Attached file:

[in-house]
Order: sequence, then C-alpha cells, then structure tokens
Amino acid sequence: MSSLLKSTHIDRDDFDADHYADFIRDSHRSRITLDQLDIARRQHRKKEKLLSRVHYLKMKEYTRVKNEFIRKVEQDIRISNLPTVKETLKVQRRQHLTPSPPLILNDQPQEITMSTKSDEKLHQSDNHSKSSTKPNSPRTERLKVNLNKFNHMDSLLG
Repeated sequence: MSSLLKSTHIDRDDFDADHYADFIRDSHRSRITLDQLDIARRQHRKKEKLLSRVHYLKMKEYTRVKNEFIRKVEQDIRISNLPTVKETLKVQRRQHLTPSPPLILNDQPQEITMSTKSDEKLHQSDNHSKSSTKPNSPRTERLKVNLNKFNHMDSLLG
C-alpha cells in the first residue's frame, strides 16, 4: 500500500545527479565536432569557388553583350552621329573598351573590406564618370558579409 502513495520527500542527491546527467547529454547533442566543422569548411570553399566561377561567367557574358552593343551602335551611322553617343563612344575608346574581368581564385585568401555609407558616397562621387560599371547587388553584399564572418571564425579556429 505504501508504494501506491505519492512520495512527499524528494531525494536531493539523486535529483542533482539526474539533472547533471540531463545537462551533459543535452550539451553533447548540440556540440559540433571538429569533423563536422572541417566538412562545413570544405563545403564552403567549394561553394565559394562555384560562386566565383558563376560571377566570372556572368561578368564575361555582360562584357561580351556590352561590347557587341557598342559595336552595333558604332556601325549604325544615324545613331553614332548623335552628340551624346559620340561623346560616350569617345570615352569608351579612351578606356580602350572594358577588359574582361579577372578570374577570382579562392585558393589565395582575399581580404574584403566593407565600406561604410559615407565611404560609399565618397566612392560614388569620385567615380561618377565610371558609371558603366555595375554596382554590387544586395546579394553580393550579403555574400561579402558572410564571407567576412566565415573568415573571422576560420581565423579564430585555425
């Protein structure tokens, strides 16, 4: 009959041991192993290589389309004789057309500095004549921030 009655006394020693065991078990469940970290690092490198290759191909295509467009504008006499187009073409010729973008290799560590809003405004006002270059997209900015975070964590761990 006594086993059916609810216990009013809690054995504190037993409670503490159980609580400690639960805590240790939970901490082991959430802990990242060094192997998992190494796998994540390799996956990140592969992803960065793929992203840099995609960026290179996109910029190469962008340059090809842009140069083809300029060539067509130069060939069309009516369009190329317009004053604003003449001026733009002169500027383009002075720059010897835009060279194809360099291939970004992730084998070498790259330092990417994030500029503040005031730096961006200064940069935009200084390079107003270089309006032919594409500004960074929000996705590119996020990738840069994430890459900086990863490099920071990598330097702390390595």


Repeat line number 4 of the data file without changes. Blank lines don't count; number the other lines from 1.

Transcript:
Repeated sequence: MSSLLKSTHIDRDDFDADHYADFIRDSHRSRITLDQLDIARRQHRKKEKLLSRVHYLKMKEYTRVKNEFIRKVEQDIRISNLPTVKETLKVQRRQHLTPSPPLILNDQPQEITMSTKSDEKLHQSDNHSKSSTKPNSPRTERLKVNLNKFNHMDSLLG